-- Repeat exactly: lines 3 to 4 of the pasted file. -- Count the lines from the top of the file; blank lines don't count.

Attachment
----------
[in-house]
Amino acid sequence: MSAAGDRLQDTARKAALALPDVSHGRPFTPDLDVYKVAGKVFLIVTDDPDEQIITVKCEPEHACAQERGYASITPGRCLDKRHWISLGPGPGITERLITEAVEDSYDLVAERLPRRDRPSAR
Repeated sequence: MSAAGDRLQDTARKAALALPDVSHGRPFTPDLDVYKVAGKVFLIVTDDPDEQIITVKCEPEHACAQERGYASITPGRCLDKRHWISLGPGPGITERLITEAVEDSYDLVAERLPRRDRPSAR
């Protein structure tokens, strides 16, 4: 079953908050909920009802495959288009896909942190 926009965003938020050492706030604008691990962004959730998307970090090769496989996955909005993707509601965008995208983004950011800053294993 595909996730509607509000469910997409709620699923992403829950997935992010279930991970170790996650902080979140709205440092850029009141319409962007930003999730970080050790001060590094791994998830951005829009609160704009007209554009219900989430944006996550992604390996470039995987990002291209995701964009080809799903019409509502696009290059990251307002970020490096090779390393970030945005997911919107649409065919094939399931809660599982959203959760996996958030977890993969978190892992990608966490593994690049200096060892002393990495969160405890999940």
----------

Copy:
Repeated sequence: MSAAGDRLQDTARKAALALPDVSHGRPFTPDLDVYKVAGKVFLIVTDDPDEQIITVKCEPEHACAQERGYASITPGRCLDKRHWISLGPGPGITERLITEAVEDSYDLVAERLPRRDRPSAR
């Protein structure tokens, strides 16, 4: 079953908050909920009802495959288009896909942190 926009965003938020050492706030604008691990962004959730998307970090090769496989996955909005993707509601965008995208983004950011800053294993 595909996730509607509000469910997409709620699923992403829950997935992010279930991970170790996650902080979140709205440092850029009141319409962007930003999730970080050790001060590094791994998830951005829009609160704009007209554009219900989430944006996550992604390996470039995987990002291209995701964009080809799903019409509502696009290059990251307002970020490096090779390393970030945005997911919107649409065919094939399931809660599982959203959760996996958030977890993969978190892992990608966490593994690049200096060892002393990495969160405890999940």